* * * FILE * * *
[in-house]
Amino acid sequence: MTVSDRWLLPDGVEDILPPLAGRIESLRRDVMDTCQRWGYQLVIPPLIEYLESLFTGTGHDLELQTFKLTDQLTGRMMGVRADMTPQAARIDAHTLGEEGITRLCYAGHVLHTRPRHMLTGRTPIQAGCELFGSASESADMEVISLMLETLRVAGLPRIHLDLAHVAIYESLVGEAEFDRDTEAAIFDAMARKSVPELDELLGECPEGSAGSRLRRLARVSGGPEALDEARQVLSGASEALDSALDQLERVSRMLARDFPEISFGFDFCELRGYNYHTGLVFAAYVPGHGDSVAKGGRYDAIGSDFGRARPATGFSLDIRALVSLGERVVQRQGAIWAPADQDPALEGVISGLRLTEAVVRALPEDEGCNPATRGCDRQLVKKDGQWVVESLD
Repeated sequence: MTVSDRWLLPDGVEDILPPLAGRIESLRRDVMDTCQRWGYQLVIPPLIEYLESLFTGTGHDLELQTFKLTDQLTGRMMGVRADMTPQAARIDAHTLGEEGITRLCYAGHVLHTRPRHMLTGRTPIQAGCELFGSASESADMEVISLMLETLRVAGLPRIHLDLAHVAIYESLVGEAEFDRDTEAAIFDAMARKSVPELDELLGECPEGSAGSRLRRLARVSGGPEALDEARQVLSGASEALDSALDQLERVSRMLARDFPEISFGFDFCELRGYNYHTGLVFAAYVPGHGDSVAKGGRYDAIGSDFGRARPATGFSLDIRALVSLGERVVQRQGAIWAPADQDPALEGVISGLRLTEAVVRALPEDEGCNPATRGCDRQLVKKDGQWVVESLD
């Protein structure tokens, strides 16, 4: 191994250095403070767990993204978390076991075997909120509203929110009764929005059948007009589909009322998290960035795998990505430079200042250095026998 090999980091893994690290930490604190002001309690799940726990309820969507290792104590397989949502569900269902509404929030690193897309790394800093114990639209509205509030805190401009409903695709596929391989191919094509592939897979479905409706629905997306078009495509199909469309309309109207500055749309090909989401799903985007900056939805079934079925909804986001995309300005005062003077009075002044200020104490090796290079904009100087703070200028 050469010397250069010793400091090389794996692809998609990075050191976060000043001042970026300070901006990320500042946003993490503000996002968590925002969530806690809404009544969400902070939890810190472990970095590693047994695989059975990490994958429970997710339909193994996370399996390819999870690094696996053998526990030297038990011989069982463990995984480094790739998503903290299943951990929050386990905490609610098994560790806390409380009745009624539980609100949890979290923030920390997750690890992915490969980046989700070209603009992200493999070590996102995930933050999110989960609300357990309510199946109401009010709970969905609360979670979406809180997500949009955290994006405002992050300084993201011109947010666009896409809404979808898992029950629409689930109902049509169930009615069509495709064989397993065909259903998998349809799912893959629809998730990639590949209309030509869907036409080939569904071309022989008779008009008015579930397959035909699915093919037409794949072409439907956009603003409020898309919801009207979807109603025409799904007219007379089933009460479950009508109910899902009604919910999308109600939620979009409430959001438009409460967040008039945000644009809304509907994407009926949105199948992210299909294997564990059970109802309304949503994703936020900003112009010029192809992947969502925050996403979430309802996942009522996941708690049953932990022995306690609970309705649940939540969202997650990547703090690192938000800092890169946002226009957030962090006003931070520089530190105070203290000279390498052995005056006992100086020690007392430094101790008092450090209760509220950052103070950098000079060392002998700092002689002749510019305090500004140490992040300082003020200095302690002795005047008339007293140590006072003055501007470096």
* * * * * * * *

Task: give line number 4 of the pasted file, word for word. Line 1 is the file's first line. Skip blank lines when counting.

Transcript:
């Protein structure tokens, strides 16, 4: 191994250095403070767990993204978390076991075997909120509203929110009764929005059948007009589909009322998290960035795998990505430079200042250095026998 090999980091893994690290930490604190002001309690799940726990309820969507290792104590397989949502569900269902509404929030690193897309790394800093114990639209509205509030805190401009409903695709596929391989191919094509592939897979479905409706629905997306078009495509199909469309309309109207500055749309090909989401799903985007900056939805079934079925909804986001995309300005005062003077009075002044200020104490090796290079904009100087703070200028 050469010397250069010793400091090389794996692809998609990075050191976060000043001042970026300070901006990320500042946003993490503000996002968590925002969530806690809404009544969400902070939890810190472990970095590693047994695989059975990490994958429970997710339909193994996370399996390819999870690094696996053998526990030297038990011989069982463990995984480094790739998503903290299943951990929050386990905490609610098994560790806390409380009745009624539980609100949890979290923030920390997750690890992915490969980046989700070209603009992200493999070590996102995930933050999110989960609300357990309510199946109401009010709970969905609360979670979406809180997500949009955290994006405002992050300084993201011109947010666009896409809404979808898992029950629409689930109902049509169930009615069509495709064989397993065909259903998998349809799912893959629809998730990639590949209309030509869907036409080939569904071309022989008779008009008015579930397959035909699915093919037409794949072409439907956009603003409020898309919801009207979807109603025409799904007219007379089933009460479950009508109910899902009604919910999308109600939620979009409430959001438009409460967040008039945000644009809304509907994407009926949105199948992210299909294997564990059970109802309304949503994703936020900003112009010029192809992947969502925050996403979430309802996942009522996941708690049953932990022995306690609970309705649940939540969202997650990547703090690192938000800092890169946002226009957030962090006003931070520089530190105070203290000279390498052995005056006992100086020690007392430094101790008092450090209760509220950052103070950098000079060392002998700092002689002749510019305090500004140490992040300082003020200095302690002795005047008339007293140590006072003055501007470096």